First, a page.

What Can 3D Printing Really Do?
And what will it mean for the future of manufacturing? “The Cool Parts Show,” a new video series from Additive Manufacturing, answers these questions with real examples. Watch the first season now.
Is 3D printing a real option for production? How is it being used to make end-use parts today? How will additive manufacturing (AM) change the way products are made in the future?
These are some of the questions that we at Additive Manufacturing, sister publication to Modern Machine Shop, seek to answer. Focusing purely on the technology and how it works doesn’t provide a complete picture of where AM is and what it can do, so we emphasize stories of real parts and users who are succeeding with 3D printing.
Mass customization — as illustrated by the 3D printed insoles shown here — is just one promise of AM explored on the show. Season 1 is now available to watch on our website and YouTube channel.
But, as they say, a picture is worth a thousand words — and we think a video is worth at least as much. That’s one reason why we’ve launched a new video series, “The Cool Parts Show.”
Hosted by me and Editor-in-Chief Peter Zelinski, each episode focuses on an unusual, interesting, and yes, cool 3D printed part. Every item we feature is either in production already or a proof-of-concept part that one day could be. In other words, these are real, viable illustrations of how 3D printing is used today and/or how it could change manufacturing in the future.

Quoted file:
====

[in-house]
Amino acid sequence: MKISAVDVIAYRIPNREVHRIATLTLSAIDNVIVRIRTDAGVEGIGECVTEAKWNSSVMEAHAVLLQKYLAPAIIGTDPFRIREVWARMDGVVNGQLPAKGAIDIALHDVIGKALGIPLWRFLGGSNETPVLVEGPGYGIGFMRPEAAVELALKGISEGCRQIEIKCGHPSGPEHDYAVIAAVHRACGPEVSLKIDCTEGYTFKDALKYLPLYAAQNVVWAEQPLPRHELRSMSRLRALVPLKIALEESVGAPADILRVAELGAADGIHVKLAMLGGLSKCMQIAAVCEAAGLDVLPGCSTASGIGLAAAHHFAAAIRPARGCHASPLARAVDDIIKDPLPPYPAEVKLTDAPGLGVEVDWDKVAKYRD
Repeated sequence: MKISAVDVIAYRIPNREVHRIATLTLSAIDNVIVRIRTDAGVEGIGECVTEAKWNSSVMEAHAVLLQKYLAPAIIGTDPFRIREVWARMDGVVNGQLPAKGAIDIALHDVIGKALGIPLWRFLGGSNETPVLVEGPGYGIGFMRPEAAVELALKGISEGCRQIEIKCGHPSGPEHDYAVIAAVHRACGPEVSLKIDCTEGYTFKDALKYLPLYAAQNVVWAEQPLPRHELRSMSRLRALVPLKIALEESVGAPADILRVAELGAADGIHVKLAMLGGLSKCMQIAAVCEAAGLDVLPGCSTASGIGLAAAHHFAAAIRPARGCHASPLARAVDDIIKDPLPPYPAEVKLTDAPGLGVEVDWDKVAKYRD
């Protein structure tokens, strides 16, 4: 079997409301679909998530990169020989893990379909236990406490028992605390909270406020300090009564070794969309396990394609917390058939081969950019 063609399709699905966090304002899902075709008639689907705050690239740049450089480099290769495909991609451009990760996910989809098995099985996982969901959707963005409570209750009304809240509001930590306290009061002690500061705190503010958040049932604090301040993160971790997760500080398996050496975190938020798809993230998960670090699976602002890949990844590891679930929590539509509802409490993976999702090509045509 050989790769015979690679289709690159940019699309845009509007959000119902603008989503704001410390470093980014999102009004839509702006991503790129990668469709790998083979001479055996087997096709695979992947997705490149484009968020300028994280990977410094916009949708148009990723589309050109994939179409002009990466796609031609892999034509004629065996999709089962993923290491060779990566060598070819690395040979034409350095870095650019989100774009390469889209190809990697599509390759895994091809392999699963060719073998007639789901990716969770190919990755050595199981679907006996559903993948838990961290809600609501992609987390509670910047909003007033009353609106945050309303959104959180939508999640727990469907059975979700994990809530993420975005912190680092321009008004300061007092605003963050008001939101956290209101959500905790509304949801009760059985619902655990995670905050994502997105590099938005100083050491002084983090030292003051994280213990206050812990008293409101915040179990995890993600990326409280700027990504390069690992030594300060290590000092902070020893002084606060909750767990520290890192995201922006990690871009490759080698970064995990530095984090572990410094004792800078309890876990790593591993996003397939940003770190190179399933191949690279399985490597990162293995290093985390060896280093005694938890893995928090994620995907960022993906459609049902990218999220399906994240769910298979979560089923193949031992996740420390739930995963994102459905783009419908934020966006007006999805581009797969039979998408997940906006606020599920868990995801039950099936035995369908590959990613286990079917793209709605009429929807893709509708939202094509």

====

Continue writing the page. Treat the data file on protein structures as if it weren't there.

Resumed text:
The show is intended to be approachable for all kinds of viewers, whether you’ve been using AM for years or are just now learning about it. The first season is available now, with episodes highlighting:
- a rocket fuel injector with a working motor embedded inside
- a topology optimized spine implant
- a product for home renovation that is manufactured by its inventor
- shoe insoles customized for the wearer’s feet
- a 3D printed build plate that assists the 3D printing process
Another example of a cool part, showcasing assembly consolidation and improved functionality via AM. This 3D printed fuel injector contains an embedded motor that adjusts the orifices on the top to throttle the amount of fuel that reaches a rocket’s engine. Learn more in Episode 1.
An engineering modification that would have been impractical or cost-prohibitive in the past is realized on a machine tool performing metal 3D printing and machining in the same cycle.
Manufacturers now succeeding with additive manufacturing are beginning to see what its ultimate impact might be. Here are ideas about the reach that AM will have, and the kinds of changes and advances it will enable.
Finishing 3D-printed parts requires different considerations than conventionally machined ones. One expert offers tips.